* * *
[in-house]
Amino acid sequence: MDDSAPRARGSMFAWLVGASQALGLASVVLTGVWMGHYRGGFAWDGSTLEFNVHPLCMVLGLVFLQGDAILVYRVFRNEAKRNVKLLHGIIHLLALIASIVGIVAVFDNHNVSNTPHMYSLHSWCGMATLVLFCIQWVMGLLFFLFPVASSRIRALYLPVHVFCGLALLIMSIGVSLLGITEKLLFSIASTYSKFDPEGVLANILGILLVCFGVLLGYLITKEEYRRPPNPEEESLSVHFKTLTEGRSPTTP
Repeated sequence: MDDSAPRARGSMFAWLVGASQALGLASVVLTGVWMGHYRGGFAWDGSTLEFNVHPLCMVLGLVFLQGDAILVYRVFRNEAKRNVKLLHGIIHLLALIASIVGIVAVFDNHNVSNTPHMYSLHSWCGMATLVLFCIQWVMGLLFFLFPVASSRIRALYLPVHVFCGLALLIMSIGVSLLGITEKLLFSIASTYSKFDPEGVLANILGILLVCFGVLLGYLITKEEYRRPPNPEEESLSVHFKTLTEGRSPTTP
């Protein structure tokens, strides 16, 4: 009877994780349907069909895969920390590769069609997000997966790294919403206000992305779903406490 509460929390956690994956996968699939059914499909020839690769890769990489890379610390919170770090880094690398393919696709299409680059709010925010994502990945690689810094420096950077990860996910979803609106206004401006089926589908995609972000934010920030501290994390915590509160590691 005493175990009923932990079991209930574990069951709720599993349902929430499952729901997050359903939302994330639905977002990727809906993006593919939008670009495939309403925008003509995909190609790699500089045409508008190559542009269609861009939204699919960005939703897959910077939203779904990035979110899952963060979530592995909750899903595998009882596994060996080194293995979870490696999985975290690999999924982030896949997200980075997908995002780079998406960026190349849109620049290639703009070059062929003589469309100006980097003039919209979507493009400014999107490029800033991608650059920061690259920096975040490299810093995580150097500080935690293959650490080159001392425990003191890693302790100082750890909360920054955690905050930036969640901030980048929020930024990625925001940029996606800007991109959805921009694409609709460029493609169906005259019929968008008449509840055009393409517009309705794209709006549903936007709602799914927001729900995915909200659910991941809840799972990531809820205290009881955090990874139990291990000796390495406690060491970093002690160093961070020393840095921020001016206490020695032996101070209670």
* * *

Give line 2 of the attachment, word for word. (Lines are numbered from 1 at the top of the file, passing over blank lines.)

Amino acid sequence: MDDSAPRARGSMFAWLVGASQALGLASVVLTGVWMGHYRGGFAWDGSTLEFNVHPLCMVLGLVFLQGDAILVYRVFRNEAKRNVKLLHGIIHLLALIASIVGIVAVFDNHNVSNTPHMYSLHSWCGMATLVLFCIQWVMGLLFFLFPVASSRIRALYLPVHVFCGLALLIMSIGVSLLGITEKLLFSIASTYSKFDPEGVLANILGILLVCFGVLLGYLITKEEYRRPPNPEEESLSVHFKTLTEGRSPTTP